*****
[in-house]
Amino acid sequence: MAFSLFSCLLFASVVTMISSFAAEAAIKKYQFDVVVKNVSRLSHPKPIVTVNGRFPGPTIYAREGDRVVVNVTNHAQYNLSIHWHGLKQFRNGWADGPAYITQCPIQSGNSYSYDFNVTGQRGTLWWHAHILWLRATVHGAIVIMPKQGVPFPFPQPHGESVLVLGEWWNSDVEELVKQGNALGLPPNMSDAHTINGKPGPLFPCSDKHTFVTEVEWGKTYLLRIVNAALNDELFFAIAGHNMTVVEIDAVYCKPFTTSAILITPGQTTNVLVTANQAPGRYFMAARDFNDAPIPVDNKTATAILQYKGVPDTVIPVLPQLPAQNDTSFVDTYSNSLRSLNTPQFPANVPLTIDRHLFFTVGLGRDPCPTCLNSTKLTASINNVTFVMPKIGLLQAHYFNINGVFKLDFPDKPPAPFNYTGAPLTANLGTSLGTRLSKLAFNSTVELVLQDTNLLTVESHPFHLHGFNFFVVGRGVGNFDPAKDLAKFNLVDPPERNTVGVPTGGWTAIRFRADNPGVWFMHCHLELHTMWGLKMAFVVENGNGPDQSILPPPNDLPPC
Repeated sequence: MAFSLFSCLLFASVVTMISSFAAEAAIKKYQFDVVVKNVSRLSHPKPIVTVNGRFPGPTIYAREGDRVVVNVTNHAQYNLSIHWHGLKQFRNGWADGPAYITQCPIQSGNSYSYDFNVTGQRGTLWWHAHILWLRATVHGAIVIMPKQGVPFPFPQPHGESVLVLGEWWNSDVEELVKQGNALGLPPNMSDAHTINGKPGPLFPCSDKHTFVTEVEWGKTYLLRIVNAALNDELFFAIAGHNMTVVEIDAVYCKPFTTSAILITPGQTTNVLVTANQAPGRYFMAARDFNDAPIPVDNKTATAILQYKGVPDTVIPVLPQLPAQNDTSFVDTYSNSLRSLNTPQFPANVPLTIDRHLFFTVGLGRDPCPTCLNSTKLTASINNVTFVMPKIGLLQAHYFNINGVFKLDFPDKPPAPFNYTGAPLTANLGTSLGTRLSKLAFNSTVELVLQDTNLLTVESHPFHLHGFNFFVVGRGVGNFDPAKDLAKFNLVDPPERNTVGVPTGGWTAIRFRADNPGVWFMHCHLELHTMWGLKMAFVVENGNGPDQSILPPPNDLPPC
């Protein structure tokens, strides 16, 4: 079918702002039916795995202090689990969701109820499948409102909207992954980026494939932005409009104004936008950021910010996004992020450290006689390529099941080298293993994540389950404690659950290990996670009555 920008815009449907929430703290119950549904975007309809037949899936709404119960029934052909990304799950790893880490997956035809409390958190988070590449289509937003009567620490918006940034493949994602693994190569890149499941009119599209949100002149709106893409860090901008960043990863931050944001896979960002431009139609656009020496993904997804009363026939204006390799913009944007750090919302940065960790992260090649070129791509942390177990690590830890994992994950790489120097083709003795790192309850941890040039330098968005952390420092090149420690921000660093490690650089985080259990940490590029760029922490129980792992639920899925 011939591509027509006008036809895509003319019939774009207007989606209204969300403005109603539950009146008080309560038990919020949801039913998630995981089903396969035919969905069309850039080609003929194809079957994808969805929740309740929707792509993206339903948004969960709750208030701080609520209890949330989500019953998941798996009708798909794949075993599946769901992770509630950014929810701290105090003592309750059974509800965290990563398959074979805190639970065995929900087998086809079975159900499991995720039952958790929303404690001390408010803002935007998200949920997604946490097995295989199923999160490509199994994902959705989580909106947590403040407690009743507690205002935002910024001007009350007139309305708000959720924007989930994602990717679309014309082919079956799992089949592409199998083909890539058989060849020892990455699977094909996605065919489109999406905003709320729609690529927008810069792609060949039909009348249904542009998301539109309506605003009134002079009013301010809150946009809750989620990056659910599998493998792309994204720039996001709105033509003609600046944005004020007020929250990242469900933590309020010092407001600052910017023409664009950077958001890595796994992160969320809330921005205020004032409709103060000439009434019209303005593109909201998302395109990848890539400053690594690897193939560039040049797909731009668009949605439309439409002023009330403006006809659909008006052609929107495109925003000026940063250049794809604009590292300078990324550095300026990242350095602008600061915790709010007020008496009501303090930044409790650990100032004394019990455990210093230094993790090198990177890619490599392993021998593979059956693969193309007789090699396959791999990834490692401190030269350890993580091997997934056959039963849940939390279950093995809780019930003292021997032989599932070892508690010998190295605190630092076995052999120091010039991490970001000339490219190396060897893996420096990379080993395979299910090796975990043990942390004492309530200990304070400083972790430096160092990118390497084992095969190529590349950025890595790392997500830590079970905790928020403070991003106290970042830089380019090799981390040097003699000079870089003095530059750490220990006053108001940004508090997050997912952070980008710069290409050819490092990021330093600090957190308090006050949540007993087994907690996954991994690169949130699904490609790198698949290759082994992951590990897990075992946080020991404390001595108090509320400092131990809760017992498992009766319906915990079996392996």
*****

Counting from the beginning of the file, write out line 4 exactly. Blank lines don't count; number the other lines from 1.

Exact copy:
């Protein structure tokens, strides 16, 4: 079918702002039916795995202090689990969701109820499948409102909207992954980026494939932005409009104004936008950021910010996004992020450290006689390529099941080298293993994540389950404690659950290990996670009555 920008815009449907929430703290119950549904975007309809037949899936709404119960029934052909990304799950790893880490997956035809409390958190988070590449289509937003009567620490918006940034493949994602693994190569890149499941009119599209949100002149709106893409860090901008960043990863931050944001896979960002431009139609656009020496993904997804009363026939204006390799913009944007750090919302940065960790992260090649070129791509942390177990690590830890994992994950790489120097083709003795790192309850941890040039330098968005952390420092090149420690921000660093490690650089985080259990940490590029760029922490129980792992639920899925 011939591509027509006008036809895509003319019939774009207007989606209204969300403005109603539950009146008080309560038990919020949801039913998630995981089903396969035919969905069309850039080609003929194809079957994808969805929740309740929707792509993206339903948004969960709750208030701080609520209890949330989500019953998941798996009708798909794949075993599946769901992770509630950014929810701290105090003592309750059974509800965290990563398959074979805190639970065995929900087998086809079975159900499991995720039952958790929303404690001390408010803002935007998200949920997604946490097995295989199923999160490509199994994902959705989580909106947590403040407690009743507690205002935002910024001007009350007139309305708000959720924007989930994602990717679309014309082919079956799992089949592409199998083909890539058989060849020892990455699977094909996605065919489109999406905003709320729609690529927008810069792609060949039909009348249904542009998301539109309506605003009134002079009013301010809150946009809750989620990056659910599998493998792309994204720039996001709105033509003609600046944005004020007020929250990242469900933590309020010092407001600052910017023409664009950077958001890595796994992160969320809330921005205020004032409709103060000439009434019209303005593109909201998302395109990848890539400053690594690897193939560039040049797909731009668009949605439309439409002023009330403006006809659909008006052609929107495109925003000026940063250049794809604009590292300078990324550095300026990242350095602008600061915790709010007020008496009501303090930044409790650990100032004394019990455990210093230094993790090198990177890619490599392993021998593979059956693969193309007789090699396959791999990834490692401190030269350890993580091997997934056959039963849940939390279950093995809780019930003292021997032989599932070892508690010998190295605190630092076995052999120091010039991490970001000339490219190396060897893996420096990379080993395979299910090796975990043990942390004492309530200990304070400083972790430096160092990118390497084992095969190529590349950025890595790392997500830590079970905790928020403070991003106290970042830089380019090799981390040097003699000079870089003095530059750490220990006053108001940004508090997050997912952070980008710069290409050819490092990021330093600090957190308090006050949540007993087994907690996954991994690169949130699904490609790198698949290759082994992951590990897990075992946080020991404390001595108090509320400092131990809760017992498992009766319906915990079996392996």